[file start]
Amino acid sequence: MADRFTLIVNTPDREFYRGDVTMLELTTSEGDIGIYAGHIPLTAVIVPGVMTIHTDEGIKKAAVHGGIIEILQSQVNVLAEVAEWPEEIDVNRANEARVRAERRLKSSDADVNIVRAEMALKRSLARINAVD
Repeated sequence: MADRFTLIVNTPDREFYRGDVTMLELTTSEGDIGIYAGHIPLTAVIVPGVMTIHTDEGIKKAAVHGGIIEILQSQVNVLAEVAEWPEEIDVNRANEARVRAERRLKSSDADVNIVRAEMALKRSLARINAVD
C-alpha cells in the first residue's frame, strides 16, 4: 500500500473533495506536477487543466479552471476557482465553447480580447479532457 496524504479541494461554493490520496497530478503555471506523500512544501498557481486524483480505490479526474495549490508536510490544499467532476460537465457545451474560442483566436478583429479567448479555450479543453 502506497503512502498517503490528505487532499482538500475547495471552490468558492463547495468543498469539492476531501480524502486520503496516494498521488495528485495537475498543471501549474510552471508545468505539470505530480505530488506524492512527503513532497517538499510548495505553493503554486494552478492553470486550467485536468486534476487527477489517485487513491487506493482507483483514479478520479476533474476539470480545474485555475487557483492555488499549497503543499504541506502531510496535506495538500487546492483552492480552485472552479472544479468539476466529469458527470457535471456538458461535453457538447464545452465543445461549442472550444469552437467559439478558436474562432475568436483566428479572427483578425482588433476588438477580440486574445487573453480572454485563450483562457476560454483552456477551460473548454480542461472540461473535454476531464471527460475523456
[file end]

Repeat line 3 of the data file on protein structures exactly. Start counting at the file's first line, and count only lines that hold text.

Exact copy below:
C-alpha cells in the first residue's frame, strides 16, 4: 500500500473533495506536477487543466479552471476557482465553447480580447479532457 496524504479541494461554493490520496497530478503555471506523500512544501498557481486524483480505490479526474495549490508536510490544499467532476460537465457545451474560442483566436478583429479567448479555450479543453 502506497503512502498517503490528505487532499482538500475547495471552490468558492463547495468543498469539492476531501480524502486520503496516494498521488495528485495537475498543471501549474510552471508545468505539470505530480505530488506524492512527503513532497517538499510548495505553493503554486494552478492553470486550467485536468486534476487527477489517485487513491487506493482507483483514479478520479476533474476539470480545474485555475487557483492555488499549497503543499504541506502531510496535506495538500487546492483552492480552485472552479472544479468539476466529469458527470457535471456538458461535453457538447464545452465543445461549442472550444469552437467559439478558436474562432475568436483566428479572427483578425482588433476588438477580440486574445487573453480572454485563450483562457476560454483552456477551460473548454480542461472540461473535454476531464471527460475523456